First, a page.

The 3rd Generation Partnership Project (3GPP) is a collaboration between groups of telecommunications associations. The 3GPP recently launched the latest Cat-M1 (formerly eMTC) and Cat-NB1 (formerly NB-IoT) standards — narrowband LTE technologies that are intended to address the connected cellular IoT (Internet of Things) market.
Connected cellular for the IoT (Source: CEVA)
The connected cellular IoT market is expected to explode in the coming years, with ABI Research predicting the Cat-NB1 standard will account for more than one third of all cellular IoT shipments — a value that is greater than legacy M2M or the current Cat-1 standard. In fact, cellular IoT shipments are predicted to grow at a CAGR of 34% to reach 427 million units in 2021 (Source: ABI Research Market Data), and this may well prove to be conservative because these technologies could be applicable to a wide variety of emerging and evolving markets.
End markets and applications where these technologies are certain to be deployed include the smart home, smart utilities, asset tracking, wearables, health, and security; also environmental, industrial, and agricultural monitoring and control. Will Strauss, President of Market Research Firm Forward Concepts, notes that: “The 3GPP's recent launch of the Cat-M1 and Cat-NB1 standards paves the way for billions of IoT devices to connect via the cellular networks in the coming years.”
All of this will drive the requirement for new processors that can address the stringent power, cost, and performance constraints of this new wave of low data rate devices. One such example is the recently announced CEVA-X1, whose extended instruction set architecture (ISA) combines DSP and CPU processing, thereby eliminating the need for a separate CPU. Of particular interest is the fact that this processor comes equipped with dedicated Cat-NB1 instructions, which dramatically increase performance while reducing power consumption.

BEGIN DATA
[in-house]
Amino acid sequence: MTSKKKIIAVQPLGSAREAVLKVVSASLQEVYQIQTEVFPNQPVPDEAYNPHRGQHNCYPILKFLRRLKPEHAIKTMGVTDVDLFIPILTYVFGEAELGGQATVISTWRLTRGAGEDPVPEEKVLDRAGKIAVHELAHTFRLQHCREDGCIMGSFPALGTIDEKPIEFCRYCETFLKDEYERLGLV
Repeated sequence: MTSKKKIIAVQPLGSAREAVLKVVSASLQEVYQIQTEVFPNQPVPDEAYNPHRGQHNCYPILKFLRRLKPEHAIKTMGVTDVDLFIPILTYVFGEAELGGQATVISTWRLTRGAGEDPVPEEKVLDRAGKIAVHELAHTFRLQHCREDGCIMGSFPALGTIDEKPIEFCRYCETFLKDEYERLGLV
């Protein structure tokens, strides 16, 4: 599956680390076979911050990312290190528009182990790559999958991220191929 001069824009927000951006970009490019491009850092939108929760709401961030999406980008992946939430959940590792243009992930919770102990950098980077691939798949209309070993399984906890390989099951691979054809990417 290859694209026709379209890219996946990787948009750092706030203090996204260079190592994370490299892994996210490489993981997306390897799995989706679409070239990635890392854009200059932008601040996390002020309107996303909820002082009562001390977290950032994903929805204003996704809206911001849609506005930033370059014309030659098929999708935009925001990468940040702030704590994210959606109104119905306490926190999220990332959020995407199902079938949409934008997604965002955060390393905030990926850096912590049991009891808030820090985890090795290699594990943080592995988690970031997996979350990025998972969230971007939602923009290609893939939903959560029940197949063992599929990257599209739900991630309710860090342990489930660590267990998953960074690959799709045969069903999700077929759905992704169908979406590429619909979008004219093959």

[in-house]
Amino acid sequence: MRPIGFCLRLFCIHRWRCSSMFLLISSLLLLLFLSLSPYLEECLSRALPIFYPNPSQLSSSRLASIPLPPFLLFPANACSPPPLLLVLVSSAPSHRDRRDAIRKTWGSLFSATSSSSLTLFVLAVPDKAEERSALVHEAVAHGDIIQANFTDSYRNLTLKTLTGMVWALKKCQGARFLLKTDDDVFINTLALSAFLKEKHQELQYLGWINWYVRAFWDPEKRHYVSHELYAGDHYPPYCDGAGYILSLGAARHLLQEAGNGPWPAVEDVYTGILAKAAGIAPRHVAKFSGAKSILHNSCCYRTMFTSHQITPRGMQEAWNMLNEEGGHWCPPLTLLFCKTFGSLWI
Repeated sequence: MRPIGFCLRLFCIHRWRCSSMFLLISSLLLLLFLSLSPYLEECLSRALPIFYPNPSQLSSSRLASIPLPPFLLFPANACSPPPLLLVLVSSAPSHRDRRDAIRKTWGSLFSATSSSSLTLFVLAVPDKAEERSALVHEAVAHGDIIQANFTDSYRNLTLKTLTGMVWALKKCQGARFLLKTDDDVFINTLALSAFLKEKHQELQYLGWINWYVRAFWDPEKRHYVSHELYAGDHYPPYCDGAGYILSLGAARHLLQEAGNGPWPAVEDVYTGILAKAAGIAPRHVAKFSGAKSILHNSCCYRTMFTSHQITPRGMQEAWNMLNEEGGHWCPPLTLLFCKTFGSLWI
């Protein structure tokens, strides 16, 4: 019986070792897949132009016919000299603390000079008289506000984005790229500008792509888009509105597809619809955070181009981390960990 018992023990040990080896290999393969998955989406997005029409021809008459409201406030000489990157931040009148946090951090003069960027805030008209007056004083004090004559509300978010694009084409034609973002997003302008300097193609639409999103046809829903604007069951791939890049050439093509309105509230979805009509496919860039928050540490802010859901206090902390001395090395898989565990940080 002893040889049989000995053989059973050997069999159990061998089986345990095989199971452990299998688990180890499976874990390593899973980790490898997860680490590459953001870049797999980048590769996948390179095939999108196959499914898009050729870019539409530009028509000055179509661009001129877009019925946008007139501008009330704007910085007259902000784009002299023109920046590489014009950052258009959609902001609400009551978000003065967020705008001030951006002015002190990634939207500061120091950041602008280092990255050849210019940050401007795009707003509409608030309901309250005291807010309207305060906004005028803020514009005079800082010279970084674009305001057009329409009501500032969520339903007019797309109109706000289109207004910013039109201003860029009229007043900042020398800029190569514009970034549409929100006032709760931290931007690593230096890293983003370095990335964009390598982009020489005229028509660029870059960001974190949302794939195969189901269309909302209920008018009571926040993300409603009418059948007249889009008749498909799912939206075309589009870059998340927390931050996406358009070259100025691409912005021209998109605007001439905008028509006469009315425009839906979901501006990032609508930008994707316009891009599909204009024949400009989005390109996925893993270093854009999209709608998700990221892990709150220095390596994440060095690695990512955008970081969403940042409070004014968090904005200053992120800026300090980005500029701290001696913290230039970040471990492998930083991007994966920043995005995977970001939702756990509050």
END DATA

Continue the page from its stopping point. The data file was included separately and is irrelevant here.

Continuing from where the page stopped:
Until recently, it was common to talk about the IoT and IIoT (Industrial IoT). Some people also refer to the IoHT (Internet of Heavier Things), which refers to the fact that, in the USA alone, there's around $6.8 trillion of fixed infrastructure and machinery that needs to be dragged kicking and screaming into the 21st century (see also Introducing the IoHT (Internet of Heavier Things)).
Now, it's becoming increasingly common to talk about the Massive IoT. One thing that really needs to be talked about are the Massive Security Requirements that will need to be addressed with regard to the networks themselves, the devices that are connected to the networks, and the applications that are running on these devices (this topic will be the focus of a future column).
In the meantime, I'm left contemplating how fast things are changing in this area. I remember the days before cell phones and how, when cellular systems were eventually introduced, we foolishly thought of them only in the context of making telephone calls. Now we can envisage a future in which just about every electronic system is connected into “the net,” but I'm not sure if we can envisage all of the ramifications associated with this. I'd be interested to hear your thoughts on this matter.